I usually postpone the composure of this blog until I have ample time to write something worth reading. This approach, while ensuring each post has a sizeable chunk of text attached to the image(s), means that there are sometimes substantial gaps between entries. To a certain extent I am OK with this, but when I realised that if I didn't post something tonight then it would almost certainly be another week before I got to it, I decided action must be taken.
So here is a photo with not much text, for your viewing (if not reading) pleasure. It was taken on my second roll in the F4, and it's quite nice, albeit slightly cliched.
Enjoy. (Or don't.) I'll return to my sprawling rants soon enough.
As you will be able to see from these photos, Nightcliff Beach - like many other beaches in Darwin - is the kind of stunning scene that you might find in cringe-worthy Australian tourism campaigns. This particular day was a perfect sunny 32 degrees (as usual) - a day just begging for a refreshing dip in the sparkling blue ocean. The sand was hot underfoot, the intense sun and warm breeze brought delicate beads of sweat to the forehead and the beach was clear for as far as the eye could see - meaning we had it to ourselves. I took this shot of Maydia with the Holga before heading down to the shore to give the F4 a workout and satisfyingly touch toe to water.
And this is where it gets frustratingly complicated. See that vast, clear, oceanic paradise above? It's deserted for a reason. Due to the combined threat of saltwater crocodiles and box jellyfish, the beaches are off-limits to all but ignorant tourists and drunken locals. This is Maydia returning after indulging in a knee-deep wade (and ignoring me squealing at her to get out before she gets eaten and/or stung to death). A picturesque place that simply can't be enjoyed beyond its visual beauty.
Of course the other thing to note here is the grand introduction of my new, non-lomo camera to the fold! A few rolls have passed behind the lens so far, but this particular photo comes from my debut experimentation with 35mm slide film. Though I am happy with the quite stunning colours in this shot, I was initially perplexed by significant grain in the film. I suspect this may be due to the relatively high speed of the film (400) for such a bright outdoor scene.
After getting used to the grainy Darwin images that appeared on this 35mm slide film I have decided I quite like the tarnished effect the grain brings to the photos - I think it suits my overall impressions of the place (but more of that in my forthcoming entry on Darwin's architecture). Although I didn't take the above shot (it is of me), it conveniently reinforces the two main points of this entry: the overwhelming emptiness of the immaculate beach; and the unique technical properties of these 35mm slide photos, with their combination of strong colour and rough resolution.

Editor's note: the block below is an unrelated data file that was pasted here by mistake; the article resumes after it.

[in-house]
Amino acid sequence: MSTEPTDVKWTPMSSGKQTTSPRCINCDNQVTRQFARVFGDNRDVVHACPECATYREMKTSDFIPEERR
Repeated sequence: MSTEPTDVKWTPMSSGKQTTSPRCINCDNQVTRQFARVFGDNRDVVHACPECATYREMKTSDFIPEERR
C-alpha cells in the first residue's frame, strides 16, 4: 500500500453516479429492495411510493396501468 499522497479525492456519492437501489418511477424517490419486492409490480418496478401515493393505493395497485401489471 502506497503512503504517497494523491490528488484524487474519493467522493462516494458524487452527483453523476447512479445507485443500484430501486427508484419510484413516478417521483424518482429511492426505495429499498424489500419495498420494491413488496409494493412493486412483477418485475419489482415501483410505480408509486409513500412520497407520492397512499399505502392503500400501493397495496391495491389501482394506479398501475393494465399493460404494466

So how do I feel after introducing a new format to my blog? Pleased to be able to show you all of the things I am exploring in the land of film photography. (And also pleased that blogger has decided to maintain a uniform width for all of the images. A hint, though: click through on the 35mm shots to see the necessary detail. They get really big.)
It's true - Darwin is home to one of only three B-52 bombers outside of the US. The massive aircraft is on display at the Australian Aviation Heritage Centre on Stuart Highway, Darwin, NT. Now, I haven't actually seen the B-52, but I know it is there because the sign out the front of the Heritage Centre told me so. And I read the sign because I was fascinated by the curiously shaped, bizarrely decorated construction, pictured above, that sits right next to the Heritage Centre. Alas, the sign didn't tell me anything about this wonderful anomaly on the otherwise bland stretch of highway, and so I am left with this image and the adjoining museum's sign as the only clues to the purpose of its existence.
The film I was using isn't my regular slide film and apparently it was a bit sneaky in its between-shot movement; as it dangled boisterously from the strap around my neck, the various knocks and bumps urged the film on half a shot so that it ended up crossing over into the adjoining exposure. I don't think the effect is awful, though, and in fact I kind of like it. Adding to its allure is the thematic link between the intertwined images:
This is another strange building on an otherwise barren stretch of road. It's a very small church that looks to be constructed entirely out of concrete or brick, which has then been painted according to a striking white and pale blue colour scheme. Its small windows look like they are stained glass, and from the roadside there even appears to be some kind of doggy-door that no grown person could fit through. Like the B-52 monument (?), this building appears to have been plonked on the side of the road with no obvious connection to anything in its immediate surroundings. Moreover, neither building looks like they could (or do) function in any practical way. My tour guide (aka my sister) was kind enough to take me on a trip especially to capture these two oddities on film, because she understood my immediate fascination with their apparent arbitrariness.
I was thrilled to experience the eccentricity of Darwin during the week I spent there. I can't imagine any other place in the world being quite like it, and I was thoroughly excited to catch a small part of it through my lenses. My various impressions of Darwin will feature over the coming posts, as will my newfound photographic equipment that I agonised over in my previous post. But tonight I thought I would just offer a couple of interesting Holga images depicting slightly surreal constructions in an extremely unique place.